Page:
|7.||Olympus PEN-F||Four Thirds||20.2||5184||3888||1080/60p||23.1||12.4||894||74|
|8.||Olympus E-M10 II||Four Thirds||15.9||4608||3456||1080/60p||23.1||12.5||842||73|
|10.||Olympus E-M10||Four Thirds||15.9||4608||3456||1080/30p||22.8||12.3||884||72|
|11.||Olympus E-M1||Four Thirds||15.9||4608||3456||1080/30p||23.0||12.7||757||73|
|12.||Panasonic GX7||Four Thirds||15.8||4592||3448||1080/60p||22.6||12.2||718||70|
|Note: DXO values in italics represent estimates based on sensor size and age.|
Many modern cameras are not only capable of taking still images, but also of capturing video footage. The two cameras under consideration both have sensors whose read-out speed is fast enough to capture moving pictures, but the XP140 provides a higher video resolution than the E-P5. It can shoot video footage at 4K/15p, while the Olympus is limited to 1080/30p.
Apart from body and sensor, cameras can and do differ across a range of features. The XP140 and the E-P5 are similar in the sense that neither of the two has a viewfinder. The images are, thus, framed using live view on the rear LCD. That said, the E-P5 can be equipped with an optional viewfinder – the VF-4. The table below summarizes some of the other core capabilities of the Fujifilm XP140 and Olympus E-P5 in connection with corresponding information for a sample of similar cameras.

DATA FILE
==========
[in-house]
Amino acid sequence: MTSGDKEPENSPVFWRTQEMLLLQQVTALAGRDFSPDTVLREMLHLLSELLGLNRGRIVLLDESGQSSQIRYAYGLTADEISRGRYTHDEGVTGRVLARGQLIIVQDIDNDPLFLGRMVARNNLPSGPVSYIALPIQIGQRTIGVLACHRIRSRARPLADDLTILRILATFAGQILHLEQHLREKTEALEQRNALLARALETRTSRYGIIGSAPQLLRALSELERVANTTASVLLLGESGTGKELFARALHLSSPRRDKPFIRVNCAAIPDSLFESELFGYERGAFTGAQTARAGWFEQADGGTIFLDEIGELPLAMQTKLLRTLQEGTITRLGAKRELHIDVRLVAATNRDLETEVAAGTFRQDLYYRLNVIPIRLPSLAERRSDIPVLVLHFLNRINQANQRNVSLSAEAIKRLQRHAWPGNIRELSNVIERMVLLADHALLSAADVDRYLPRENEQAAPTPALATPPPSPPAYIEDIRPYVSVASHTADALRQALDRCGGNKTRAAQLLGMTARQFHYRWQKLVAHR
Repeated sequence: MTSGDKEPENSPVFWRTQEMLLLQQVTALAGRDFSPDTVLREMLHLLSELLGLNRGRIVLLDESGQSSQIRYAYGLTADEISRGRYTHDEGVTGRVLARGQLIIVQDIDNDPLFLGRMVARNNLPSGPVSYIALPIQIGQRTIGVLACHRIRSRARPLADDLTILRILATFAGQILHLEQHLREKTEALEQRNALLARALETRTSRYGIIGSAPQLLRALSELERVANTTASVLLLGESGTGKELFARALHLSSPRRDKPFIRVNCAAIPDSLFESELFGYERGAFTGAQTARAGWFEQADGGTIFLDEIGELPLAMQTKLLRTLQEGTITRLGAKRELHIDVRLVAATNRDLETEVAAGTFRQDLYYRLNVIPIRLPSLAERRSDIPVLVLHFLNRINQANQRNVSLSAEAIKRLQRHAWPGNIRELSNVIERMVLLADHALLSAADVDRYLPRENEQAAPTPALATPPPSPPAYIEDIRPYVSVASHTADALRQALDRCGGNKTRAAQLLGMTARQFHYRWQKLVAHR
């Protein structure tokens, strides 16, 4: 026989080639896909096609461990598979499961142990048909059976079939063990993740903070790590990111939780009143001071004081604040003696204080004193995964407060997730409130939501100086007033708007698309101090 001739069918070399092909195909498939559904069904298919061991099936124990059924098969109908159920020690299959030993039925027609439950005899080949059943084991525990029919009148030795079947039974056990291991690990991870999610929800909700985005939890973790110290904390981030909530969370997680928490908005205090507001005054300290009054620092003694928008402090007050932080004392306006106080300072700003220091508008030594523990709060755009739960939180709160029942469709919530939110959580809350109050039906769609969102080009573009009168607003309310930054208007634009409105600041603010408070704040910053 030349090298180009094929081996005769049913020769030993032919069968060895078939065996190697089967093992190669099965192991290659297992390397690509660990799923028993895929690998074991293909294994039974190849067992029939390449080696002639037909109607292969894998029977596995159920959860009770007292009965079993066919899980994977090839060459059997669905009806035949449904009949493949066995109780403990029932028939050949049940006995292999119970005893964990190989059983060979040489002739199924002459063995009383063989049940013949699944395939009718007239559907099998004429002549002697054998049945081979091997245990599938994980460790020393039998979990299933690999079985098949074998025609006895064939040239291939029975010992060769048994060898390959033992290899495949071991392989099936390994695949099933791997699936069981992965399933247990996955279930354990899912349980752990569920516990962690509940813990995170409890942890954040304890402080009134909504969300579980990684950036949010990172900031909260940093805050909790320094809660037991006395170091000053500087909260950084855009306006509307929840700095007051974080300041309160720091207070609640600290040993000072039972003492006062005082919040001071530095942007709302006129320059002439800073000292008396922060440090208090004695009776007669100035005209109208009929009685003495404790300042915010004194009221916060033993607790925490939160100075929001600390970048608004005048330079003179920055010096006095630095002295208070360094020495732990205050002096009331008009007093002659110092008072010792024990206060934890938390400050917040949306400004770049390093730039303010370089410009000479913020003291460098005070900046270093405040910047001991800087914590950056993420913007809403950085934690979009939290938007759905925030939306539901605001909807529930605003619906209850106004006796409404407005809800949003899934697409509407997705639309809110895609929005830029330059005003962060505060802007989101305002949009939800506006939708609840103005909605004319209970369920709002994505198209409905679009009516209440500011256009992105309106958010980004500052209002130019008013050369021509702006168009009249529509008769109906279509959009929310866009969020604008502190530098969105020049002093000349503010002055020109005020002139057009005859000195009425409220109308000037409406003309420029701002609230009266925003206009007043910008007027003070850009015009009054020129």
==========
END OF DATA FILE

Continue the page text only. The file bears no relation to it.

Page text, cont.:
|1.||Fujifilm XP140||none||n||3.0 / 920||fixed||n||1/2000s||10.0/s||Y||Y|
|2.||Olympus E-P5||optional||n||3.0 / 1037||tilting||Y||1/8000s||9.0/s||Y||Y|
|3.||Fujifilm XP130||none||n||3.0 / 920||fixed||n||1/2000s||10.0/s||Y||Y|
|4.||Fujifilm XP120||none||n||3.0 / 920||fixed||n||1/2000s||10.0/s||Y||Y|
|5.||Nikon W300||none||n||3.0 / 921||fixed||n||1/4000s||7.0/s||Y||Y|
|6.||Olympus TG-6||none||n||3.0 / 1040||fixed||n||1/2000s||20.0/s||Y||Y|
|7.||Olympus PEN-F||2360||n||3.0 / 1037||swivel||Y||1/8000s||10.0/s||n||Y|